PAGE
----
Journal of Literary & Cultural Disability Studies

The Victorian Consumptive in Disability Studies

Journal of Literary & Cultural Disability Studies (2011), 5, (1), 17–33.


Although public health statistics suggest that by far the most prevalent impairment experienced by disabled people in nineteenth-century Britain was tuberculosis (Smith, Retreat, 19), disability historians have yet to explore the experiences of people with this impairment. The article suggests that Victorian "consumptives" may have been concealed from disability historians by the very same cultural processes that contributed to their disablement in life. While many Victorian texts misrepresented the consumptive's social disadvantage as biologically necessary or morally desirable, and consumptives themselves as "living dead" objects that willingly renounced self-determination and social inclusion, Disability Studies has hitherto failed to offer a politicized critique of the process. The article argues that the redefinition of Victorian consumptives as disabled people allows Disability Studies to reclaim images and individuals that struggled to assert a valid, self-determining, self-aware identity in a disabling society over one hundred years before the modern disability movement.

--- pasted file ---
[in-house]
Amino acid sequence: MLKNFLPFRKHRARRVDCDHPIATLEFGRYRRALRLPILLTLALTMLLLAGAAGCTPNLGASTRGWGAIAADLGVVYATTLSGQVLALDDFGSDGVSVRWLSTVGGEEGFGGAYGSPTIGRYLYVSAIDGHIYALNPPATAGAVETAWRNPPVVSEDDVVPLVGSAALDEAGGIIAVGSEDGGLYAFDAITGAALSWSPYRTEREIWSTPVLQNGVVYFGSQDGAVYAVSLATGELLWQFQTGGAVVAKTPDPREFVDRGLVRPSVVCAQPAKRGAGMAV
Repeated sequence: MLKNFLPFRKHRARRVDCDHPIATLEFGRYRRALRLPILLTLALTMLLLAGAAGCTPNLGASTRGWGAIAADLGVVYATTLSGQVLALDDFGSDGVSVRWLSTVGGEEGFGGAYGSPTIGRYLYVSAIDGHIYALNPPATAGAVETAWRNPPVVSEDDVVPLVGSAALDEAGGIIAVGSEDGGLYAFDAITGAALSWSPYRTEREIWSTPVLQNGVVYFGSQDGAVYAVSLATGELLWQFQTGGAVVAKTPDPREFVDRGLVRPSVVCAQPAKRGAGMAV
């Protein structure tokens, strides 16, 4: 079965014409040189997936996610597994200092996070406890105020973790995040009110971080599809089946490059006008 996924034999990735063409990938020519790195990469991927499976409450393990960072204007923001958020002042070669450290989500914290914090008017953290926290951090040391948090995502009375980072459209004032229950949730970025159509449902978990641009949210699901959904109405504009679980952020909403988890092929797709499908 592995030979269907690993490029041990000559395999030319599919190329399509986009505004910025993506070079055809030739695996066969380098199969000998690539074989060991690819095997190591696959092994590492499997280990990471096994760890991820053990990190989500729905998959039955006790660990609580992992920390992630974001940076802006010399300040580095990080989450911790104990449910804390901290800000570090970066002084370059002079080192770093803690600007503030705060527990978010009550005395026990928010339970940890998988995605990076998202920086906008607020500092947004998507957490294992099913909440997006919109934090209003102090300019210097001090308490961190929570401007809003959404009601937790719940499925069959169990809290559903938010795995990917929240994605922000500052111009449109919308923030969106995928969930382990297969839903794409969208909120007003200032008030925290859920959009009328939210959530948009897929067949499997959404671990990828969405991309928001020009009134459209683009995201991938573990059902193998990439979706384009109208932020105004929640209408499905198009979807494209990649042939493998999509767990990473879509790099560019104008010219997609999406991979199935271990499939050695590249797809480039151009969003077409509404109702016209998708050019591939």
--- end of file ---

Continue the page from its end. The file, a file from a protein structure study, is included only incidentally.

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Author details

Tankard, Alex